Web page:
Welcome, entry-level riders, to the 21st century! Unlike its carbureted competition, Honda’s all-new CBR250R is fuel-injected so there’s no more fiddling with the choke while your riding group leaves you in the dust. The rest of the bike is equally modern, consisting of a clean-sheet, single-cylinder engine and all-new chassis that together resulted in 27 new patents. With innovative forked roller rocker arms that simplify maintenance by allowing valve adjustments without removing the cams, as well as optional ABS, the CBR is especially sophisticated considering its low $3999 price.
Easy to operate, reliable and inexpensive—these are essential traits, as American Honda expects 70 percent of CBR250R buyers to be first-timers, and 30 percent to be women. I’m no first-timer, but I am a 5-foot-2, 115-lb. woman, so I was happy to take the CBR for a spin. To my delight, the 360-lb. CBR is unexpectedly easy to handle. Lifting it off its kickstand the first time, I heaved it well past center like some overpowered superhero, minus the spandex. The low, 30.5-inch seat offers even someone my height positive footing at stoplights. The upright handlebars offer extra leverage for small-framed riders too, though tall tank cutouts and low pegs accommodate taller riders as well.
The liquid-cooled, 249cc single boasts four valves, dual overhead cams, and a crankshaft-driven counterbalancer. Oversquare engine geometry, a short-skirt piston and a cylinder bore offset in front of the crankshaft to reduce friction give this engine a lively character, allowing for higher revs, more power and, ultimately, longer engine life, Honda claims. The company didn’t divulge output, but torque is said to peak at 7000 rpm, significantly earlier than the competitive Kawasaki Ninja 250.
The powerband is as inviting and accessible as the ergonomics. Our 100-mile test ride covered everything from city traffic to white-lining the freeway to bumpy, pot-holed mountain roads. In every scenario, the power output proved sufficient to evade trouble without intimidating an inexperienced rider. It’s not going to outrun your podiatrist’s Porsche, but when commuter traffic gets suffocating, the CBR has no problem jetting ahead of the crowd.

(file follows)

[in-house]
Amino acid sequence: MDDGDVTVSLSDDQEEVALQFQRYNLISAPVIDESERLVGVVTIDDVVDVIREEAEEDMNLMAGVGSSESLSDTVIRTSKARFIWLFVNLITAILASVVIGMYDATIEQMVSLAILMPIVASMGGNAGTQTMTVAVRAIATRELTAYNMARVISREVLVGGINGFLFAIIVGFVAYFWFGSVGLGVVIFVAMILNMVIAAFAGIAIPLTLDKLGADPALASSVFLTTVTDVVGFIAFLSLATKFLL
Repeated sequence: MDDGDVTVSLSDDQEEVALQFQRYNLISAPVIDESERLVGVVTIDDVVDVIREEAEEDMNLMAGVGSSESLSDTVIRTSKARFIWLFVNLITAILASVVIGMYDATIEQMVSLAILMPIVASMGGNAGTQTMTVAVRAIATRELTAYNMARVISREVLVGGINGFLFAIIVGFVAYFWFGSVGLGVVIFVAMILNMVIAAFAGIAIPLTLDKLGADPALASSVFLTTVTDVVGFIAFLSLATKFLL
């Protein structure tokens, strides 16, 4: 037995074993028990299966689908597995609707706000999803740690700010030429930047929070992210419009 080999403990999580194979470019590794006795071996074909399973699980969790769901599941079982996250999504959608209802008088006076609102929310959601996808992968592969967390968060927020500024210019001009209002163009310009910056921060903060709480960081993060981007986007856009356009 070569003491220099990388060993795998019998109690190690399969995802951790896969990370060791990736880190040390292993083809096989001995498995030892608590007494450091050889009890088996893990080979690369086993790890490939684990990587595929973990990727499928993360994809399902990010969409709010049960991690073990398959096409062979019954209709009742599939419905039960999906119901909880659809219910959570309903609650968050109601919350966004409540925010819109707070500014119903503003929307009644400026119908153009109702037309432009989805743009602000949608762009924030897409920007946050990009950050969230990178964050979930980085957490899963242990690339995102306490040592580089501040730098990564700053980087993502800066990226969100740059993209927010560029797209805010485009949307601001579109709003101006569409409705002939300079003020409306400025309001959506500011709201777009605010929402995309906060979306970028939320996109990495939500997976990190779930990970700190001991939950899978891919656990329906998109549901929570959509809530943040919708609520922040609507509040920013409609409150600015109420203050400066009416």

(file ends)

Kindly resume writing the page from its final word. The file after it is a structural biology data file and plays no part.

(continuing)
The compact single allowed Honda’s space-conscious engineers to create an especially narrow twin-spar steel frame, which made the CBR feel almost like a motorized bicycle in the tight curves of Latigo Canyon. A simple suspension consisting of a non-adjustable, 37mm fork and a preload-adjustable Pro-Link shock provided passable comfort and control. Badly pocked canyon pavement revealed the limited damping ability of this cost-conscious setup, but this was at a pace beyond what any beginner will taste. For the CBR’s intended use, the suspension works fine, and excellent cornering clearance only enhances confidence.
The VRF1200F-inspired fairing and carefully contoured screen deliver decent air management
First-in-its-class anti-lock brakes are a $500 option. Honda's Combined-ABS links the fron
A comprehensive and attractive instrument panel displays speed, rpm, engine temp, fuel lev
On the subject of enhancing confidence, Honda—largely in response to European consumer demand—has made its excellent Combined ABS a $500 option. The system is linked back-to-front, so it only engages when the rear brake pedal is depressed. The front brake can be used alone. The base-model CBR’s single front caliper, mated to a 296mm disc, stops the lightweight bike well enough, though we would prefer a sharper response and less sponginess at the lever. Then again, perhaps a slightly delayed response is less dangerous for a newbie.
The lightweight CBR gave no hints of instability, even at interstate speeds, withstanding the windblasts of passing commercial trucks without worry. The budget-minded IRC Road Winner tires gripped well enough and didn’t wander in freeway rain grooves. There was plenty of fuel left in the 3.4-gallon tank when our ride concluded, suggesting this will be a miserly commuter, even if you’re spending a long time near the 10,500-rpm redline. It’s a smooth ride, too—that gear-driven counterbalancer eradicates virtually all vibration below 6000 rpm, and just the littlest bit transmits through the handlebars beyond 7500. More annoying was the seam where the tank and seat meet, which irritated my inner thighs during aggressive riding.
Honda says the CBR250R will be in dealerships by early April. It should be on the short list of any beginning rider, as well as an experienced rider looking for a fun, light commuter or playbike that won’t put too much pressure on your wallet or your ego. It’s been a while since there’s been an entry-level bike worth getting excited about. With advanced technology like programmed fuel injection and available ABS, the CBR250R seems a sure bet to make lifetime enthusiasts out of a new generation of start-up riders.